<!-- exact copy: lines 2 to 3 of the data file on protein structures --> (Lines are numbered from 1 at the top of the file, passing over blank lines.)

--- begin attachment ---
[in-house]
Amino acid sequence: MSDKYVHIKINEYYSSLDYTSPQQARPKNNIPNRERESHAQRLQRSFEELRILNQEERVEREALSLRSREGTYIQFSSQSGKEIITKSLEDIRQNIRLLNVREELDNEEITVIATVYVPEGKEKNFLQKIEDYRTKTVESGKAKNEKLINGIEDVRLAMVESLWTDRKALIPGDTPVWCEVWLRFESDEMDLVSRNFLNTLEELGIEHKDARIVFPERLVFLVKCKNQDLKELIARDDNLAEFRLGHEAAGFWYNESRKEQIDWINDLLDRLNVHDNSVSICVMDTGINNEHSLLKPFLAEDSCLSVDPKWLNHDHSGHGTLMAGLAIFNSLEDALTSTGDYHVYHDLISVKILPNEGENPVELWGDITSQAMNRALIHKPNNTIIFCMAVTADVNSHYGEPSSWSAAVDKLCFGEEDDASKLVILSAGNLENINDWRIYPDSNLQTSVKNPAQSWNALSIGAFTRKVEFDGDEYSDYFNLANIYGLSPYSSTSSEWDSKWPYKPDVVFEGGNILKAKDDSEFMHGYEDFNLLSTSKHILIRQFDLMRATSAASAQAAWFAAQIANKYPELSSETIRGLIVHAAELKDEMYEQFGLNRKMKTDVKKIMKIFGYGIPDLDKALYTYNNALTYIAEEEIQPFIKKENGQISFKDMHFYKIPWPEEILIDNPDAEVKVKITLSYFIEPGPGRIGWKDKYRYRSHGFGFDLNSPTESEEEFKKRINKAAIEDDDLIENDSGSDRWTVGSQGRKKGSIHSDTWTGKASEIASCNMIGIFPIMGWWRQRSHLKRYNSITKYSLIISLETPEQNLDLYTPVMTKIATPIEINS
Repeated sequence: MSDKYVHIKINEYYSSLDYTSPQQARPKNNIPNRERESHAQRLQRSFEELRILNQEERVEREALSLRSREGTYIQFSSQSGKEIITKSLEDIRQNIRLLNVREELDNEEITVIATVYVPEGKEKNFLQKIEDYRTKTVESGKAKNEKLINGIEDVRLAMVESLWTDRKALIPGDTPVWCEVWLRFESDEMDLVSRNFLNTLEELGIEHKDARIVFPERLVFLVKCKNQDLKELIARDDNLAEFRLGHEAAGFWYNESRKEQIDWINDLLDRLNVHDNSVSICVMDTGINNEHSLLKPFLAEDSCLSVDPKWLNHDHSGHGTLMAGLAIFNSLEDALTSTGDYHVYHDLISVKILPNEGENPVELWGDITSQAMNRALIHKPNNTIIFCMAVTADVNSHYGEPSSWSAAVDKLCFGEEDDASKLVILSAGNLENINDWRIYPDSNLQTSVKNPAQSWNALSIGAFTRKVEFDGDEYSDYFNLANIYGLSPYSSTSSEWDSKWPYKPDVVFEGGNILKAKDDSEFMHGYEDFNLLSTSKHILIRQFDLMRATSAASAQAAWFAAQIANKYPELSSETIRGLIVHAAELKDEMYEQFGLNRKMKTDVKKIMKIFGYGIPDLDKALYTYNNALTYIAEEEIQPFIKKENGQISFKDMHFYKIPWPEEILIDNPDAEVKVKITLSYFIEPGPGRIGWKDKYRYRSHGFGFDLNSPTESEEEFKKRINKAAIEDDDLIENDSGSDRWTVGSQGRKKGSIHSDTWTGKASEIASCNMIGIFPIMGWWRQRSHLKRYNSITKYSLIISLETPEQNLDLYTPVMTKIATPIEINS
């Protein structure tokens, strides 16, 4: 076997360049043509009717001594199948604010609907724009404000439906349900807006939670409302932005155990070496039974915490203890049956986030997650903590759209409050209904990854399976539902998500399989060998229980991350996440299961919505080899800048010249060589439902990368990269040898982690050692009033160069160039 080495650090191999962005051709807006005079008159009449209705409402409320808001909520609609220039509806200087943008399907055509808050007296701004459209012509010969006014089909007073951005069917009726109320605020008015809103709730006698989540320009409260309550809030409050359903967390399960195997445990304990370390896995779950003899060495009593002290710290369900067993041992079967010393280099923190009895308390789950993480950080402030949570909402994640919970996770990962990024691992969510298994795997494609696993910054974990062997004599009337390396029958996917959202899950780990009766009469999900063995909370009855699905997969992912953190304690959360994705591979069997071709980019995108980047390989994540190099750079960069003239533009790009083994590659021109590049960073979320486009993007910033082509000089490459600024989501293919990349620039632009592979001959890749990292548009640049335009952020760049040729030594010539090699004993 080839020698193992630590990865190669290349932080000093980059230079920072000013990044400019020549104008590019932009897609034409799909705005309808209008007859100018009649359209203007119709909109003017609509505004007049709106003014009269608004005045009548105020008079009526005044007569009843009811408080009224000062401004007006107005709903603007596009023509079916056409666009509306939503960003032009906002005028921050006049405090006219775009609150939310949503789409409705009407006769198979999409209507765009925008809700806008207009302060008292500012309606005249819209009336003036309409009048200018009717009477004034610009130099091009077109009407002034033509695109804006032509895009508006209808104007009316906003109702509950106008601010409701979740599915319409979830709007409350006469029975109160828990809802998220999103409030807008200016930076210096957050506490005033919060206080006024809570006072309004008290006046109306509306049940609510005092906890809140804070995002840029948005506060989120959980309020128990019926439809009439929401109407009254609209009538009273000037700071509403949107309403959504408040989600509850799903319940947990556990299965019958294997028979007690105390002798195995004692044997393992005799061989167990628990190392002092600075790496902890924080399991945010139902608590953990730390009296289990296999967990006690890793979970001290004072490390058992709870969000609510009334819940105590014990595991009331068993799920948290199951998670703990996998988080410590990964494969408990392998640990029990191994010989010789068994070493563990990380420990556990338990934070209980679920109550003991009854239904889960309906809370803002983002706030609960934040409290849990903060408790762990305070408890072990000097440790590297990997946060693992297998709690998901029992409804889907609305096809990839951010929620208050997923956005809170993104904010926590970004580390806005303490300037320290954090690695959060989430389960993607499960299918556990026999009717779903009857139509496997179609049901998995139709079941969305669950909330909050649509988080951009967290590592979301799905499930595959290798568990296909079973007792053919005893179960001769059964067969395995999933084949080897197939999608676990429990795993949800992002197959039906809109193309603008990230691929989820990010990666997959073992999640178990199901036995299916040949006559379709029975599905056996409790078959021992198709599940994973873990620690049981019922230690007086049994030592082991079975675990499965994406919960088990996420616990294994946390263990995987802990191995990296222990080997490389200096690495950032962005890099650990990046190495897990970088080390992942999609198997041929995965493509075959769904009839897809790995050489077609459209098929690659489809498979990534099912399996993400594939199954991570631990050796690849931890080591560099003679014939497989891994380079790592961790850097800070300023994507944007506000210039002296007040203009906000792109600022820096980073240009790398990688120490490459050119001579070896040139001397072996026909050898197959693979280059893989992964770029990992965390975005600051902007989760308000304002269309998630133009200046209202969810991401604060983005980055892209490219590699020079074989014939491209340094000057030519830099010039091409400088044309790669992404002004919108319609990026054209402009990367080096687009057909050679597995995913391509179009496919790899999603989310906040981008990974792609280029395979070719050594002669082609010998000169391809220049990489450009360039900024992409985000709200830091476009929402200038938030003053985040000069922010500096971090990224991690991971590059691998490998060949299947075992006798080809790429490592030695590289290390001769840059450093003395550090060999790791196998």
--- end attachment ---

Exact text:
Amino acid sequence: MSDKYVHIKINEYYSSLDYTSPQQARPKNNIPNRERESHAQRLQRSFEELRILNQEERVEREALSLRSREGTYIQFSSQSGKEIITKSLEDIRQNIRLLNVREELDNEEITVIATVYVPEGKEKNFLQKIEDYRTKTVESGKAKNEKLINGIEDVRLAMVESLWTDRKALIPGDTPVWCEVWLRFESDEMDLVSRNFLNTLEELGIEHKDARIVFPERLVFLVKCKNQDLKELIARDDNLAEFRLGHEAAGFWYNESRKEQIDWINDLLDRLNVHDNSVSICVMDTGINNEHSLLKPFLAEDSCLSVDPKWLNHDHSGHGTLMAGLAIFNSLEDALTSTGDYHVYHDLISVKILPNEGENPVELWGDITSQAMNRALIHKPNNTIIFCMAVTADVNSHYGEPSSWSAAVDKLCFGEEDDASKLVILSAGNLENINDWRIYPDSNLQTSVKNPAQSWNALSIGAFTRKVEFDGDEYSDYFNLANIYGLSPYSSTSSEWDSKWPYKPDVVFEGGNILKAKDDSEFMHGYEDFNLLSTSKHILIRQFDLMRATSAASAQAAWFAAQIANKYPELSSETIRGLIVHAAELKDEMYEQFGLNRKMKTDVKKIMKIFGYGIPDLDKALYTYNNALTYIAEEEIQPFIKKENGQISFKDMHFYKIPWPEEILIDNPDAEVKVKITLSYFIEPGPGRIGWKDKYRYRSHGFGFDLNSPTESEEEFKKRINKAAIEDDDLIENDSGSDRWTVGSQGRKKGSIHSDTWTGKASEIASCNMIGIFPIMGWWRQRSHLKRYNSITKYSLIISLETPEQNLDLYTPVMTKIATPIEINS
Repeated sequence: MSDKYVHIKINEYYSSLDYTSPQQARPKNNIPNRERESHAQRLQRSFEELRILNQEERVEREALSLRSREGTYIQFSSQSGKEIITKSLEDIRQNIRLLNVREELDNEEITVIATVYVPEGKEKNFLQKIEDYRTKTVESGKAKNEKLINGIEDVRLAMVESLWTDRKALIPGDTPVWCEVWLRFESDEMDLVSRNFLNTLEELGIEHKDARIVFPERLVFLVKCKNQDLKELIARDDNLAEFRLGHEAAGFWYNESRKEQIDWINDLLDRLNVHDNSVSICVMDTGINNEHSLLKPFLAEDSCLSVDPKWLNHDHSGHGTLMAGLAIFNSLEDALTSTGDYHVYHDLISVKILPNEGENPVELWGDITSQAMNRALIHKPNNTIIFCMAVTADVNSHYGEPSSWSAAVDKLCFGEEDDASKLVILSAGNLENINDWRIYPDSNLQTSVKNPAQSWNALSIGAFTRKVEFDGDEYSDYFNLANIYGLSPYSSTSSEWDSKWPYKPDVVFEGGNILKAKDDSEFMHGYEDFNLLSTSKHILIRQFDLMRATSAASAQAAWFAAQIANKYPELSSETIRGLIVHAAELKDEMYEQFGLNRKMKTDVKKIMKIFGYGIPDLDKALYTYNNALTYIAEEEIQPFIKKENGQISFKDMHFYKIPWPEEILIDNPDAEVKVKITLSYFIEPGPGRIGWKDKYRYRSHGFGFDLNSPTESEEEFKKRINKAAIEDDDLIENDSGSDRWTVGSQGRKKGSIHSDTWTGKASEIASCNMIGIFPIMGWWRQRSHLKRYNSITKYSLIISLETPEQNLDLYTPVMTKIATPIEINS